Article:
- Associated Press - Tuesday, September 17, 2013

DAMASCUS, Syria (AP) — Moscow insisted on Tuesday that a new Security Council resolution on Syria not allow the use of force, while the Arab country’s main opposition group demanded a swift international response following the U.N. report that confirmed chemical weapons were used outside Damascus last month.

Meanwhile, a car bomb exploded at a crossing point along Syria’s volatile border with Turkey, Syrian activist groups said. At least 15 people were wounded in the explosion at the rebel-controlled Bab al-Hawa crossing, they said.

In Moscow, Foreign Minister Sergey Lavrov said Russia “spoke clearly” about rejecting the use of force when the agreement on Syria abandoning its chemical weapons was worked out in Geneva between U.S. and Russian envoys.

But if signs emerge that Syria is not fulfilling the agreement or there are reports of further chemical weapons use, “then the Security Council will examine the situation,” Lavrov said, suggesting the issue could be reconsidered. He spoke at a news conference with French counterpart Laurent Fabius. France and the United States say a military option remains on the table and are pushing for the U.N. resolution to reflect that.

The meeting in Moscow came a day after U.N. inspectors submitted their report on the Aug. 21 chemical weapons attack that precipitated the heightened tensions over Syria. It was the first official confirmation by impartial experts that chemical weapons were used in the attack near Damascus, which killed hundreds.

Although the report confirmed chemical weapons were used, it did not say who used them — and Lavrov and Fabius differed sharply on their interpretations.

“The report exposes the regime,” Fabius said. “On the basis of the information of our external agents, we consider that the report proves the responsibility of the regime for the chemical weapons attack of Aug. 21.”

The U.S., Britain and France jumped on evidence in the report — especially the type of rockets, the composition of the sarin agent, and trajectory of the missiles — to declare that President Bashar Assad’s government was responsible. Russia, a staunch ally of the Syrian regime, disagreed.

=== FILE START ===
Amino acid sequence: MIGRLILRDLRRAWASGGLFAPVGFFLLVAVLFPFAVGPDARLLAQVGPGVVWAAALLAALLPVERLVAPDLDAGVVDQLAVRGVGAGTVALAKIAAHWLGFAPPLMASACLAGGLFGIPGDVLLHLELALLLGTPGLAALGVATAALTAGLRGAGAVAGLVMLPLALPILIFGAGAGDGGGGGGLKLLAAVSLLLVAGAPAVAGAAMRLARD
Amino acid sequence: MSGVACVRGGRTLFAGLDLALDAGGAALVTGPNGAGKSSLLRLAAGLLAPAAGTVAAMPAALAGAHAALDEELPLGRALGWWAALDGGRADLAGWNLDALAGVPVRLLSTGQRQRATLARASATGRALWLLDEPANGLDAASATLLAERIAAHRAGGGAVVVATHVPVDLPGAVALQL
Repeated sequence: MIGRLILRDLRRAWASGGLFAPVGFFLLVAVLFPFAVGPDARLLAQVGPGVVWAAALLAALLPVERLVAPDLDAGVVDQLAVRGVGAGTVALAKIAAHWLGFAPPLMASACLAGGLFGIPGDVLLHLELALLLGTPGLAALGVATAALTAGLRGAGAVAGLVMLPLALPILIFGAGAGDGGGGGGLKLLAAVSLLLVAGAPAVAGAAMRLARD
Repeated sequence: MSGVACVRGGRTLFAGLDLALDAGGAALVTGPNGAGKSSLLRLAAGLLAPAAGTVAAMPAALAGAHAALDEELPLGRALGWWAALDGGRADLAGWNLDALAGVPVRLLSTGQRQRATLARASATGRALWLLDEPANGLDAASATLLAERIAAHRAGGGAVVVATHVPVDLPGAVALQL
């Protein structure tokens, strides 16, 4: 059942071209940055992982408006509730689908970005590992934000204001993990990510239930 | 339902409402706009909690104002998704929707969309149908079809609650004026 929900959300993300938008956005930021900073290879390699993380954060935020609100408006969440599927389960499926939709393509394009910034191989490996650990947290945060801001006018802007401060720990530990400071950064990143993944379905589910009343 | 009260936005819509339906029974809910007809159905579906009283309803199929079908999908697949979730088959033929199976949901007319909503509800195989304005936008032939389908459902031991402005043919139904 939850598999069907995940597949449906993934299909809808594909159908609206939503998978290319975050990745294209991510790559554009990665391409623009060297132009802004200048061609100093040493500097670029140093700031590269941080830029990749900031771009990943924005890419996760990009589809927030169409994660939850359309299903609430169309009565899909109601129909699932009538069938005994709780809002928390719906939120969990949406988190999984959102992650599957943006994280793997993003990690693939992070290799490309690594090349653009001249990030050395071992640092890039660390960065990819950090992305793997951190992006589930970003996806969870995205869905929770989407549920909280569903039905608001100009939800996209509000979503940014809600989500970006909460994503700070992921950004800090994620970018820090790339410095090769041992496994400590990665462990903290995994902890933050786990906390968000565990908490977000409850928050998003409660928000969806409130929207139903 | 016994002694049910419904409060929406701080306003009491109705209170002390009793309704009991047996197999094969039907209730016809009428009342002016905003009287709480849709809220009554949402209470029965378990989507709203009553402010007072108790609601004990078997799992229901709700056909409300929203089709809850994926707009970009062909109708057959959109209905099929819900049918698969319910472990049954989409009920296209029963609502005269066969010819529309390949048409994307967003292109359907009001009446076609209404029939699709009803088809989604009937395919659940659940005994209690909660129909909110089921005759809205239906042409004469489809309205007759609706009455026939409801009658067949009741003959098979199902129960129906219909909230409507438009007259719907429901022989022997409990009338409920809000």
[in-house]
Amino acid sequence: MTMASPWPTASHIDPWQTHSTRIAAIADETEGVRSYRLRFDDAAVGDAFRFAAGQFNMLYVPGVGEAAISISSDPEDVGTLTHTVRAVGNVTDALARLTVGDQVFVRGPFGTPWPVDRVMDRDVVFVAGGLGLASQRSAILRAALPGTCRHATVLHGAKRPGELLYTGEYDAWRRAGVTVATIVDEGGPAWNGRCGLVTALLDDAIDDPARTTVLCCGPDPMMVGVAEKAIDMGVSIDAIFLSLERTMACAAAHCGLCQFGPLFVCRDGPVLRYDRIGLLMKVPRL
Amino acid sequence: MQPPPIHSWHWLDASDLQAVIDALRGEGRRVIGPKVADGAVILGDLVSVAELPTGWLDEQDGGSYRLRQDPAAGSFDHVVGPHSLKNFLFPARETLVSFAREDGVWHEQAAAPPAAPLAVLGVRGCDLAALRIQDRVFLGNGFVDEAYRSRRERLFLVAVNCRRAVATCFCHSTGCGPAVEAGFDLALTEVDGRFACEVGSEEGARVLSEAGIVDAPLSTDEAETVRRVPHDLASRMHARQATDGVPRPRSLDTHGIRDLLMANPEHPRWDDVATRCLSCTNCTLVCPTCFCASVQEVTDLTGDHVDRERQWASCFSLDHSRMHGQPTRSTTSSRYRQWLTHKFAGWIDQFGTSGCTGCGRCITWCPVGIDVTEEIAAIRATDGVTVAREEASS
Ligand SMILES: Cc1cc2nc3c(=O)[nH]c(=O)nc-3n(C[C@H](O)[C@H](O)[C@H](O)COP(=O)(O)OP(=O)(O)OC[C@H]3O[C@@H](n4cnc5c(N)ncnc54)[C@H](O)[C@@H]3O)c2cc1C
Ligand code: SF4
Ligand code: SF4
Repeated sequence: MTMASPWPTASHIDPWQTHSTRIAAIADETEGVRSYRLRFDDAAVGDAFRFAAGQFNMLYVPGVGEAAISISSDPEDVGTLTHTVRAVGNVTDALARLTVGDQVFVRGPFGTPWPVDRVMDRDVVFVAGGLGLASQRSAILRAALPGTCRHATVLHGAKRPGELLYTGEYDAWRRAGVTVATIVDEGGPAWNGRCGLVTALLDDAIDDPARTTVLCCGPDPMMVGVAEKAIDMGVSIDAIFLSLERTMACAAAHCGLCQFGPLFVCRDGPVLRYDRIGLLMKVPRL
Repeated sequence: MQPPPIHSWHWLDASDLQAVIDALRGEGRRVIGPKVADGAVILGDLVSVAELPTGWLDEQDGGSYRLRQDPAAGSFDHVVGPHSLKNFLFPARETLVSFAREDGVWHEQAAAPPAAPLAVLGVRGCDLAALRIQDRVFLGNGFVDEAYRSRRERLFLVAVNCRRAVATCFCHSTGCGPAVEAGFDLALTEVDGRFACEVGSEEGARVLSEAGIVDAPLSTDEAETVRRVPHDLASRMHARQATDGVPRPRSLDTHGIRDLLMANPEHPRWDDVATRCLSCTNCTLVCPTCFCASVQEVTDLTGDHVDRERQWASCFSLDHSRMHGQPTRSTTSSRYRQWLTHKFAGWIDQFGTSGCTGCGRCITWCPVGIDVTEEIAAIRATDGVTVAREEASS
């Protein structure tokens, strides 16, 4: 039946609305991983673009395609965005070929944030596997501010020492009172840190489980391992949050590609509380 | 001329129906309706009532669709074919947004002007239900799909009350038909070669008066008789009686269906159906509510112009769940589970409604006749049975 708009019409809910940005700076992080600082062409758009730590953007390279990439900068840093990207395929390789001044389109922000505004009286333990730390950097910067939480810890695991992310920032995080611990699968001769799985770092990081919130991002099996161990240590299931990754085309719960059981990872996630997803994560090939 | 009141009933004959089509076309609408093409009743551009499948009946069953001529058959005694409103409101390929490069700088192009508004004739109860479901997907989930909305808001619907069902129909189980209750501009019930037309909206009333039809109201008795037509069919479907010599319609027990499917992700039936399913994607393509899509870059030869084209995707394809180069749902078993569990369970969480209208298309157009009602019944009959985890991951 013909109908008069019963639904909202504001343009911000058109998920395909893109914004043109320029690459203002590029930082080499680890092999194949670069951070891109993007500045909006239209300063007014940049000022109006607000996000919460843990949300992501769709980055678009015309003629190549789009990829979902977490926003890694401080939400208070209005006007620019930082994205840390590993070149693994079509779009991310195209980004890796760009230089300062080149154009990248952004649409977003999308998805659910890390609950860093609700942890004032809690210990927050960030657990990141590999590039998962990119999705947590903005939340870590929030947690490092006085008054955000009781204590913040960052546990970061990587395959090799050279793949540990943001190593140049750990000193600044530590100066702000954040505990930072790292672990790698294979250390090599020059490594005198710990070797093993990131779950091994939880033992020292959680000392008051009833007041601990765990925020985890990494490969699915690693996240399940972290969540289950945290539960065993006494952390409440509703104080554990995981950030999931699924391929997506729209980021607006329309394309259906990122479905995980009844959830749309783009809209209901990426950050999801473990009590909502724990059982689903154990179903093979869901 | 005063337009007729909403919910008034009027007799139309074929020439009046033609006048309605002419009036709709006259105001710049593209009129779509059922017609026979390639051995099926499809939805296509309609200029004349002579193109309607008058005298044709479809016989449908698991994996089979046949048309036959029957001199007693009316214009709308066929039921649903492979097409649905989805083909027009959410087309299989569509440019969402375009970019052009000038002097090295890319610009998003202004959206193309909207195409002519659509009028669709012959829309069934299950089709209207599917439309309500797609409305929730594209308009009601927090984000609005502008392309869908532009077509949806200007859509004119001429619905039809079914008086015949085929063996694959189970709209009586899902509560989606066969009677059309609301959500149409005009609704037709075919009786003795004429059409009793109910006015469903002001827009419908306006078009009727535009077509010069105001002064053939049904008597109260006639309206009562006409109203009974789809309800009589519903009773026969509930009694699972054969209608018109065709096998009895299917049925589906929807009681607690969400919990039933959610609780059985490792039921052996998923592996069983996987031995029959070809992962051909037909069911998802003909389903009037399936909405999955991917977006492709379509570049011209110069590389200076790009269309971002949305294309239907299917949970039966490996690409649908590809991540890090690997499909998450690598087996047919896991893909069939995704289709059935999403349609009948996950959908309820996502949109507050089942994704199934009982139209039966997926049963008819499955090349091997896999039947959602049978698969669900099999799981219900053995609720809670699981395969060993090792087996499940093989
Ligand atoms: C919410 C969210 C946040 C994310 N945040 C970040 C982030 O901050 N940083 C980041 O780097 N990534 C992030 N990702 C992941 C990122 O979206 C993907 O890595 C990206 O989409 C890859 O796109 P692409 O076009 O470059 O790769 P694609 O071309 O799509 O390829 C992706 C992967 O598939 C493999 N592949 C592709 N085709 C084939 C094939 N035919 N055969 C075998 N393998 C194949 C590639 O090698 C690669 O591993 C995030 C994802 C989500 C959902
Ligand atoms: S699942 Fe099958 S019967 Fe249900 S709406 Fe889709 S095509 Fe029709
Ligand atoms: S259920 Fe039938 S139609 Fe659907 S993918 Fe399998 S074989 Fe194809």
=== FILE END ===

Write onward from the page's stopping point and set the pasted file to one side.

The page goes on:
Lavrov said the Russian side has “serious reason to suggest that this was a provocation” by the rebels fighting Assad’s forces.

In Damascus, the Foreign Ministry slammed the U.S., British and French foreign ministers, accusing them of trying to impose their agenda on the Syrian people. The ministry statement came in response to recent demands by the three ministers that Assad step down even as the West increases efforts to bring the warring sides to an international peace conference.

The statement denounced the three ministers for “their frantic quest to impose their will” on the Syrian people, stressing that any talk about the political and constitutional legitimacy in Syria is an “exclusive right for the Syrian people.”

“It’s impermissible for the United States, its allies and tools” to impose their will in this regard, the statement said. “Assad is the legitimate president chosen by the Syrian people and will remain so as long as the Syrian people want this.”

The main Syrian opposition group, the Western-backed Syrian National Coalition, said the U.N. report offered “damning and irrefutable evidence” and clearly shows that only the Syrian regime could have carried out the attack, which U.N. chief Ban Ki-moon denounced as a “war crime.”

The SNC said there must be a swift response and called on the U.N. to refer Syria to the International Criminal Court.

“The Syrian coalition urges the Security Council to end the culture of impunity in Syria, and to stop the Syrian regime from carrying out further war crimes and crimes against humanity,” the Coalition said.

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